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      A Phase 3 Randomized Trial of Voxelotor in Sickle Cell Disease

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          Abstract

          Deoxygenated sickle hemoglobin (HbS) polymerization drives the pathophysiology of sickle cell disease. Therefore, direct inhibition of HbS polymerization has potential to favorably modify disease outcomes. Voxelotor is an HbS polymerization inhibitor.

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          Most cited references7

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          Sickle cell disease: renal manifestations and mechanisms.

          Sickle cell disease (SCD) substantially alters renal structure and function, and causes various renal syndromes and diseases. Such diverse renal outcomes reflect the uniquely complex vascular pathobiology of SCD and the propensity of red blood cells to sickle in the renal medulla because of its hypoxic, acidotic, and hyperosmolar conditions. Renal complications and involvement in sickle cell nephropathy (SCN) include altered haemodynamics, hypertrophy, assorted glomerulopathies, chronic kidney disease, acute kidney injury, impaired urinary concentrating ability, distal nephron dysfunction, haematuria, and increased risks of urinary tract infections and renal medullary carcinoma. SCN largely reflects an underlying vasculopathy characterized by cortical hyperperfusion, medullary hypoperfusion, and an increased, stress-induced vasoconstrictive response. Renal involvement is usually more severe in homozygous disease (sickle cell anaemia, HbSS) than in compound heterozygous types of SCD (for example HbSC and HbSβ(+)-thalassaemia), and is typically mild, albeit prevalent, in the heterozygous state (sickle cell trait, HbAS). Renal involvement contributes substantially to the diminished life expectancy of patients with SCD, accounting for 16-18% of mortality. As improved clinical care promotes survival into adulthood, SCN imposes a growing burden on both individual health and health system costs. This Review addresses the renal manifestations of SCD and focuses on their underlying mechanisms.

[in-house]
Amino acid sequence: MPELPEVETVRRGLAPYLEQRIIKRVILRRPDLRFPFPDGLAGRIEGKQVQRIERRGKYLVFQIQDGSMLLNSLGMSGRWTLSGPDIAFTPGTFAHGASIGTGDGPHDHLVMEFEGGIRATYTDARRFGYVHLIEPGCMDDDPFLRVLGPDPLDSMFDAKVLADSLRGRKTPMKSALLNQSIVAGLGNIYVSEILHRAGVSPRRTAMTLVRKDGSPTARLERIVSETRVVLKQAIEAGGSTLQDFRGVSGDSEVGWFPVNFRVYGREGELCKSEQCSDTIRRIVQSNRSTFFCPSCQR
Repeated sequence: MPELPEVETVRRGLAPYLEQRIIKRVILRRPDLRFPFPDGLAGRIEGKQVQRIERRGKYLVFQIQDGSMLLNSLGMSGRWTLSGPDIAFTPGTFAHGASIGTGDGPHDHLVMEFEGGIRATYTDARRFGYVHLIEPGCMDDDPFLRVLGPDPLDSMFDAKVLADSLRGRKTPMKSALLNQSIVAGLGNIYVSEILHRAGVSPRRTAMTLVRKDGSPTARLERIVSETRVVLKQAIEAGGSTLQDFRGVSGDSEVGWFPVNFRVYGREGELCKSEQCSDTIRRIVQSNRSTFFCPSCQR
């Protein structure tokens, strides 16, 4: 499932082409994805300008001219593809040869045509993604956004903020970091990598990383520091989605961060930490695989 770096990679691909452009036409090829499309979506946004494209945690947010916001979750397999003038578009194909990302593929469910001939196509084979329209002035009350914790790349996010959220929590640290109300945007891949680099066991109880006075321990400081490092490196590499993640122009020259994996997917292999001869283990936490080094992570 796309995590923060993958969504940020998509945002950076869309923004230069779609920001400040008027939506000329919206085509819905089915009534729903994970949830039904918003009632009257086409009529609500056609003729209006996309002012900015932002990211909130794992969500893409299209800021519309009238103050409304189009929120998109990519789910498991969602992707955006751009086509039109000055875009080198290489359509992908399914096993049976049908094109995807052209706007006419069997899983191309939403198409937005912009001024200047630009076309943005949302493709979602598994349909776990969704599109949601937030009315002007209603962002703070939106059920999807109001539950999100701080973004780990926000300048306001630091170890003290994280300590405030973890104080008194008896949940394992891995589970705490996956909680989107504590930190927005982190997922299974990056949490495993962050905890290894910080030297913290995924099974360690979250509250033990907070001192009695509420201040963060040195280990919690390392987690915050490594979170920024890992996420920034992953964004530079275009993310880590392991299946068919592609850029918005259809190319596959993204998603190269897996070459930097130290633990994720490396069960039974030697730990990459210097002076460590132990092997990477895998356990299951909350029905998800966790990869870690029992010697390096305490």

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            Mortality Rates and Age at Death from Sickle Cell Disease: U.S., 1979–2005

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              Cardiovascular complications and risk of death in sickle-cell disease

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                Author and article information

                Journal
                New England Journal of Medicine
                N Engl J Med
                Massachusetts Medical Society
                0028-4793
                1533-4406
                June 13 2019
                June 13 2019
                Affiliations
                [1 ]From the University of California, San Francisco (UCSF) Benioff Children’s Hospital Oakland, Oakland (E.V.), and Global Blood Therapeutics, South San Francisco (C.C.H., J.L.-G., M.T., A.I., B.T.) — both in California; the University of Tennessee Health Science Center at Memphis, Memphis (K.I.A.); Cincinnati Children’s Hospital and University of Cincinnati, Cincinnati (R.E.W.); Kenya Medical Research Institute, Kisumu, Kenya (V.N.); Cairo University, Cairo (A.E.-B.), and the Pediatric Department and...
                Article
                10.1056/NEJMoa1903212
                31199090
                189a3564-d36a-4e60-9af2-c732c0293f99
                © 2019

                http://www.nejmgroup.org/legal/terms-of-use.htm

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